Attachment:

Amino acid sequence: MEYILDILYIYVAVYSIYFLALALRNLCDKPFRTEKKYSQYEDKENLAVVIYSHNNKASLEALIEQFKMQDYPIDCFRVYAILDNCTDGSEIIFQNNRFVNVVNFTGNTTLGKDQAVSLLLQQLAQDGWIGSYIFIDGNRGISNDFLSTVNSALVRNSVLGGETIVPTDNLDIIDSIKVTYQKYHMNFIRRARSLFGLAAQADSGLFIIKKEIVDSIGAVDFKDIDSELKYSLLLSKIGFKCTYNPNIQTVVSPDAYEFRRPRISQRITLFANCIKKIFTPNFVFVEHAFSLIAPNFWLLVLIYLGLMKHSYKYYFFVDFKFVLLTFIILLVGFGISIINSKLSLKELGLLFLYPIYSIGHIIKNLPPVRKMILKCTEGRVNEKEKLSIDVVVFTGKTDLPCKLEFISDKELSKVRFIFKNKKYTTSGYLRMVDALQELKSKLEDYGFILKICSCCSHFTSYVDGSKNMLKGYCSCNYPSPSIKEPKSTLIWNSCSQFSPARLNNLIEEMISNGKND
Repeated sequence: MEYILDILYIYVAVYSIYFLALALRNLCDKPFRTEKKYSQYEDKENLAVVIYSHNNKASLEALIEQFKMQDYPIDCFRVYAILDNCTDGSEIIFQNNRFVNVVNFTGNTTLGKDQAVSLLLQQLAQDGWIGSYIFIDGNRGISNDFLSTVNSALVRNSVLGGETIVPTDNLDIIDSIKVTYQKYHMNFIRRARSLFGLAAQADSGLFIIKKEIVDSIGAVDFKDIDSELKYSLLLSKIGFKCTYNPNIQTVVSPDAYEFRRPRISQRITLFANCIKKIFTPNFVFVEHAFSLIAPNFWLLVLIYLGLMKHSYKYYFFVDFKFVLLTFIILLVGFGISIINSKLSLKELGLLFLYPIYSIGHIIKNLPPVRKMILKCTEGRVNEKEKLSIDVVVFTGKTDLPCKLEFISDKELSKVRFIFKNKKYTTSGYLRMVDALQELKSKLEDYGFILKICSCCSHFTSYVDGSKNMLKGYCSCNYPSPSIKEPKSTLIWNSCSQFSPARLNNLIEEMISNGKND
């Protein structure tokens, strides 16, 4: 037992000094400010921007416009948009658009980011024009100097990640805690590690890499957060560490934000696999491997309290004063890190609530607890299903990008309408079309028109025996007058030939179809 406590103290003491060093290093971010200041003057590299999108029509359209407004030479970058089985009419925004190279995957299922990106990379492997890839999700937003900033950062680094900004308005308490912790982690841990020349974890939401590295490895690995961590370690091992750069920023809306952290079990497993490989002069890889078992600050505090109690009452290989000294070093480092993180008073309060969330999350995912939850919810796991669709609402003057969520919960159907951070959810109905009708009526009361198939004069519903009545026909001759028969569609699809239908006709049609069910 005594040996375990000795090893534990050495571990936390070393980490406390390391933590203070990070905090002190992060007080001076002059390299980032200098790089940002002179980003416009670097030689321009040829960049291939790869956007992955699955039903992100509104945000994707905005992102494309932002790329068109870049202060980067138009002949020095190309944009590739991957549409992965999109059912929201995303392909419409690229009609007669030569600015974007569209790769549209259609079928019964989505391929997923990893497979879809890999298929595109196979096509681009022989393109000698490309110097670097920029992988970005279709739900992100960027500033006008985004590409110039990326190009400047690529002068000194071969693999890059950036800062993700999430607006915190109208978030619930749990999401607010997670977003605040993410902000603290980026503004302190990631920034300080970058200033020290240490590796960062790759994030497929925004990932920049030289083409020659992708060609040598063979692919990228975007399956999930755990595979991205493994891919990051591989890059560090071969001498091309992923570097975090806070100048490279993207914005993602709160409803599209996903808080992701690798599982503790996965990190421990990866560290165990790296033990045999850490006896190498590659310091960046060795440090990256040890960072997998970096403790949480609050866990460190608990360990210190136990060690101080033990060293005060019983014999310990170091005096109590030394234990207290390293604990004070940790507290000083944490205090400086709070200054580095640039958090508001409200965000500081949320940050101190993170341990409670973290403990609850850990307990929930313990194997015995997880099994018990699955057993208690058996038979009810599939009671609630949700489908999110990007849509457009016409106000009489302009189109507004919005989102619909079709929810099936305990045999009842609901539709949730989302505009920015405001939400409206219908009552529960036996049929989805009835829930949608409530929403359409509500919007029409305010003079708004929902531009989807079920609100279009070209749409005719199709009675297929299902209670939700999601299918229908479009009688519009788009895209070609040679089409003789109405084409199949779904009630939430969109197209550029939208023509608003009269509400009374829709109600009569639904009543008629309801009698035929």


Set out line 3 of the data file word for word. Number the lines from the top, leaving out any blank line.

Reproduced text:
């Protein structure tokens, strides 16, 4: 037992000094400010921007416009948009658009980011024009100097990640805690590690890499957060560490934000696999491997309290004063890190609530607890299903990008309408079309028109025996007058030939179809 406590103290003491060093290093971010200041003057590299999108029509359209407004030479970058089985009419925004190279995957299922990106990379492997890839999700937003900033950062680094900004308005308490912790982690841990020349974890939401590295490895690995961590370690091992750069920023809306952290079990497993490989002069890889078992600050505090109690009452290989000294070093480092993180008073309060969330999350995912939850919810796991669709609402003057969520919960159907951070959810109905009708009526009361198939004069519903009545026909001759028969569609699809239908006709049609069910 005594040996375990000795090893534990050495571990936390070393980490406390390391933590203070990070905090002190992060007080001076002059390299980032200098790089940002002179980003416009670097030689321009040829960049291939790869956007992955699955039903992100509104945000994707905005992102494309932002790329068109870049202060980067138009002949020095190309944009590739991957549409992965999109059912929201995303392909419409690229009609007669030569600015974007569209790769549209259609079928019964989505391929997923990893497979879809890999298929595109196979096509681009022989393109000698490309110097670097920029992988970005279709739900992100960027500033006008985004590409110039990326190009400047690529002068000194071969693999890059950036800062993700999430607006915190109208978030619930749990999401607010997670977003605040993410902000603290980026503004302190990631920034300080970058200033020290240490590796960062790759994030497929925004990932920049030289083409020659992708060609040598063979692919990228975007399956999930755990595979991205493994891919990051591989890059560090071969001498091309992923570097975090806070100048490279993207914005993602709160409803599209996903808080992701690798599982503790996965990190421990990866560290165990790296033990045999850490006896190498590659310091960046060795440090990256040890960072997998970096403790949480609050866990460190608990360990210190136990060690101080033990060293005060019983014999310990170091005096109590030394234990207290390293604990004070940790507290000083944490205090400086709070200054580095640039958090508001409200965000500081949320940050101190993170341990409670973290403990609850850990307990929930313990194997015995997880099994018990699955057993208690058996038979009810599939009671609630949700489908999110990007849509457009016409106000009489302009189109507004919005989102619909079709929810099936305990045999009842609901539709949730989302505009920015405001939400409206219908009552529960036996049929989805009835829930949608409530929403359409509500919007029409305010003079708004929902531009989807079920609100279009070209749409005719199709009675297929299902209670939700999601299918229908479009009688519009788009895209070609040679089409003789109405084409199949779904009630939430969109197209550029939208023509608003009269509400009374829709109600009569639904009543008629309801009698035929």